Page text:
Can any human being really bring about the change our nations need? What does God say about change? What change does He have in mind for our world, and for you?
A historic election season in the United States came to a close last November 4, with the victory going to a candidate who energized the hopes and dreams of millions with his vision for America, epitomized by his slogan: "Change We Can Believe In."
When President-elect Barack Obama takes the oath of office on January 20, he will become chief executive of a nation that on the one hand is still widely considered the world's only remaining "superpower," but that on the other hand is seeing its power drained away by a catastrophic economic downturn.
What change can the new President bring—and how should Christians in the U.S. respond to his leadership?
First and foremost, Christians should be praying for the President. The Apostle Paul wrote: "Therefore I exhort first of all that supplications, prayers, intercessions, and giving of thanks be made for all men, for kings and all who are in authority, that we may lead a quiet and peaceable life in all godliness and reverence" (1 Timothy 2:1–2).
Christians, considering themselves "aliens and pilgrims" in this world, with their true citizenship in heaven (1 Chronicles 29:15; Philippians 3:20), do not participate in worldly politics. However, Scripture reveals that it is God who made Senator Obama's victory possible, and that he will be ruling with God's consent (Romans 13).
Many harbor unrealistic expectations that President Obama will quickly bring peace and prosperity to his nation, quickly reversing eight years or more of policies they feel have brought the nation to economic, political and moral ruin. At the other extreme, some view the newly elected President as essentially un-American, and wonder whether he will play a role in bringing an end to the United States of America as we now know it.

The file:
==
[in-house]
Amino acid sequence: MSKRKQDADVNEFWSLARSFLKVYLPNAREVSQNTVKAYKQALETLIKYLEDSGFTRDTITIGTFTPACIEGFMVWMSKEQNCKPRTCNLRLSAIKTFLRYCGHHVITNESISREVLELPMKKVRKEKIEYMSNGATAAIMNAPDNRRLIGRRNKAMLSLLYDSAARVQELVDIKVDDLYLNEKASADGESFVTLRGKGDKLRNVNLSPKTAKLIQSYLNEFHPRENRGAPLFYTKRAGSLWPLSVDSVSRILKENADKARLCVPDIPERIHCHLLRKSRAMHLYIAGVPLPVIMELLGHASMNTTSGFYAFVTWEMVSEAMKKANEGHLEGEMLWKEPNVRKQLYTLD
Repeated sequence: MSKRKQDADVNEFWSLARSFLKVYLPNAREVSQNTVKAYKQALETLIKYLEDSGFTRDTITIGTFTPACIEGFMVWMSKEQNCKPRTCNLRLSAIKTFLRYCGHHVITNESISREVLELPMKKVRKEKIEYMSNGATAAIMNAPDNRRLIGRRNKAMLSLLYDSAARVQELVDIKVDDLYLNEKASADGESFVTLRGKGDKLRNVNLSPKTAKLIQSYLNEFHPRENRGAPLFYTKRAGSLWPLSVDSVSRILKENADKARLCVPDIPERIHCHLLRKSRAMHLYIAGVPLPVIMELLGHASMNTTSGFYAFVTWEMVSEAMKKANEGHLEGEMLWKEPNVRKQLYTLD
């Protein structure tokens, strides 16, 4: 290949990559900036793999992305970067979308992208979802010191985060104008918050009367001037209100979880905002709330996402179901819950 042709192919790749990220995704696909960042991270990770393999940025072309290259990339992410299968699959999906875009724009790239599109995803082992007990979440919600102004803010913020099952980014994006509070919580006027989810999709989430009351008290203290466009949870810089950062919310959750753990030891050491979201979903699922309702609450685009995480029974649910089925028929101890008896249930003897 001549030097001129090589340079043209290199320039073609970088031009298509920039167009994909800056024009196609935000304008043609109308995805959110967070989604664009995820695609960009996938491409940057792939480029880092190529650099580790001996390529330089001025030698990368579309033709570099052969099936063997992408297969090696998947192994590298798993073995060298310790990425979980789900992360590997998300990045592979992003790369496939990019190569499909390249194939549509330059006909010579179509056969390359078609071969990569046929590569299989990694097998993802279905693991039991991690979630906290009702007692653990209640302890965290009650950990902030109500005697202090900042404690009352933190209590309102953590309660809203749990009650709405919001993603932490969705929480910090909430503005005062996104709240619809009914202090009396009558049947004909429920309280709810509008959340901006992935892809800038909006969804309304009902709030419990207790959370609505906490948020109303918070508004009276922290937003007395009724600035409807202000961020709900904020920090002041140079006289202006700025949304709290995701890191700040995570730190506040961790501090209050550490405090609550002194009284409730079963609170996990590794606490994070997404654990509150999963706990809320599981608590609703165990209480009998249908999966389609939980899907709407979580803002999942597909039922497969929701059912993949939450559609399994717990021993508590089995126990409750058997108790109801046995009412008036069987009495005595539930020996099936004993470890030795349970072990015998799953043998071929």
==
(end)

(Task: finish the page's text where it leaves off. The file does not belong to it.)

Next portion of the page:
We should remember that many observers expressed similar feelings when George W. Bush was elected. Political partisans often overestimate the damage their opponents can do. Yes, this present age will indeed come to an end soon—but not because of George W. Bush or Barack H. Obama. God is more powerful than any human ruler, and Christians should trust that God is in charge. If you have not already done so, read our free booklet Prophecy Fulfilled: God's Hand in World Affairs, to see how God has been carrying out His plans on Earth since long before Bush or Obama were even born.
What of the slogan: "Change We Can Believe In"? If you have a King James Version or New King James Version Bible, you may have noticed what the book of Proverbs says about change: "My son, fear the Lord and the king; do not associate with those given to change" (Proverbs 24:21, NKJV). Is that verse an indictment of the Obama slogan? Not quite. Look at how the verse is rendered in one modernized English translation: "My children, you must respect the Lord and the king, and you must not make friends with anyone who rebels against either of them" (Proverbs 24:21, Contemporary English Version).
Christians are not to rebel against the rulers of their nations, nor to befriend such rebels. However, this verse also makes it clear that Christians must not associate closely with those who rebel against God. Though some around us may put the new President on a pedestal, overestimating what he can do—for good or for evil—to change the nation, we should be careful to avoid such idolizing of a man. Christians seek first the Kingdom of God and His righteousness (Matthew 6:33), and look forward to the establishment of that literal Kingdom here on this Earth at Jesus Christ's return. Christians place their ultimate hope not on any human agent of change, but on a God who does not change (Malachi 3:6).
Change, however, is the destiny of every human being who accepts Jesus Christ's sacrifice, and through the Holy Spirit lives a life of obedience to God and His ways. What will happen at the trumpet blast upon Jesus Christ's second coming? That is when "the dead will be raised incorruptible, and we shall be changed. For this corruptible must put on incorruption, and this mortal must put on immortality. So when this corruptible has put on incorruption, and this mortal has put on immortality, then shall be brought to pass the saying that is written: 'Death is swallowed up in victory'" (1 Corinthians 15:52–54).
That is the destiny of those whom God is calling today. That is change we can believe in!